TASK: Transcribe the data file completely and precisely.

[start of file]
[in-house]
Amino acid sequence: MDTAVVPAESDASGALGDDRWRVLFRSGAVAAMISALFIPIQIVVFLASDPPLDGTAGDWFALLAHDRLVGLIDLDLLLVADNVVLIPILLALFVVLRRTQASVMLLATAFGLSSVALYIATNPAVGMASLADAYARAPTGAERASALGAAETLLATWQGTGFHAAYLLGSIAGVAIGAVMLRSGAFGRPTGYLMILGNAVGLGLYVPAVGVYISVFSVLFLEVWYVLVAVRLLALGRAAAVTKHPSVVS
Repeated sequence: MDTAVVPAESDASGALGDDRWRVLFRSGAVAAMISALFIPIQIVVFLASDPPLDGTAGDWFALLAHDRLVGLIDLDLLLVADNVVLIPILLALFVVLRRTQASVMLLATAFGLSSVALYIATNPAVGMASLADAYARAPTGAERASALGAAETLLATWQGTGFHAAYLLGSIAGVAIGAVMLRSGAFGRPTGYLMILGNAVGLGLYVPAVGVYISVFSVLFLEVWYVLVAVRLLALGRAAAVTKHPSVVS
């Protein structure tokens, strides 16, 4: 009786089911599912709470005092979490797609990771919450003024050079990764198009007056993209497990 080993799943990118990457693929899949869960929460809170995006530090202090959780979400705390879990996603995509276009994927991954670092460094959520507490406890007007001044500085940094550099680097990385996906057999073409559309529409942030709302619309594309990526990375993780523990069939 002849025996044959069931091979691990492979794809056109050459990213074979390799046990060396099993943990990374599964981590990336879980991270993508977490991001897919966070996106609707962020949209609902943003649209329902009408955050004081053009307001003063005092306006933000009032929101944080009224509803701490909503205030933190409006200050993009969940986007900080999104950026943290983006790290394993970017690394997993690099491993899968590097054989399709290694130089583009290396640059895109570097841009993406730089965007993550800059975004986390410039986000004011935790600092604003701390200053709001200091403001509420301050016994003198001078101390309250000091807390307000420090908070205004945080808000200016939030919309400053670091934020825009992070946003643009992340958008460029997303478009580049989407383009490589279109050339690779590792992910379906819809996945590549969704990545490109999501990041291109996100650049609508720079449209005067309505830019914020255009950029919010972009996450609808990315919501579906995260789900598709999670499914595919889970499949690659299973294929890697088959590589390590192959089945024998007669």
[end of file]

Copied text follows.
[in-house]
Amino acid sequence: MDTAVVPAESDASGALGDDRWRVLFRSGAVAAMISALFIPIQIVVFLASDPPLDGTAGDWFALLAHDRLVGLIDLDLLLVADNVVLIPILLALFVVLRRTQASVMLLATAFGLSSVALYIATNPAVGMASLADAYARAPTGAERASALGAAETLLATWQGTGFHAAYLLGSIAGVAIGAVMLRSGAFGRPTGYLMILGNAVGLGLYVPAVGVYISVFSVLFLEVWYVLVAVRLLALGRAAAVTKHPSVVS
Repeated sequence: MDTAVVPAESDASGALGDDRWRVLFRSGAVAAMISALFIPIQIVVFLASDPPLDGTAGDWFALLAHDRLVGLIDLDLLLVADNVVLIPILLALFVVLRRTQASVMLLATAFGLSSVALYIATNPAVGMASLADAYARAPTGAERASALGAAETLLATWQGTGFHAAYLLGSIAGVAIGAVMLRSGAFGRPTGYLMILGNAVGLGLYVPAVGVYISVFSVLFLEVWYVLVAVRLLALGRAAAVTKHPSVVS
């Protein structure tokens, strides 16, 4: 009786089911599912709470005092979490797609990771919450003024050079990764198009007056993209497990 080993799943990118990457693929899949869960929460809170995006530090202090959780979400705390879990996603995509276009994927991954670092460094959520507490406890007007001044500085940094550099680097990385996906057999073409559309529409942030709302619309594309990526990375993780523990069939 002849025996044959069931091979691990492979794809056109050459990213074979390799046990060396099993943990990374599964981590990336879980991270993508977490991001897919966070996106609707962020949209609902943003649209329902009408955050004081053009307001003063005092306006933000009032929101944080009224509803701490909503205030933190409006200050993009969940986007900080999104950026943290983006790290394993970017690394997993690099491993899968590097054989399709290694130089583009290396640059895109570097841009993406730089965007993550800059975004986390410039986000004011935790600092604003701390200053709001200091403001509420301050016994003198001078101390309250000091807390307000420090908070205004945080808000200016939030919309400053670091934020825009992070946003643009992340958008460029997303478009580049989407383009490589279109050339690779590792992910379906819809996945590549969704990545490109999501990041291109996100650049609508720079449209005067309505830019914020255009950029919010972009996450609808990315919501579906995260789900598709999670499914595919889970499949690659299973294929890697088959590589390590192959089945024998007669």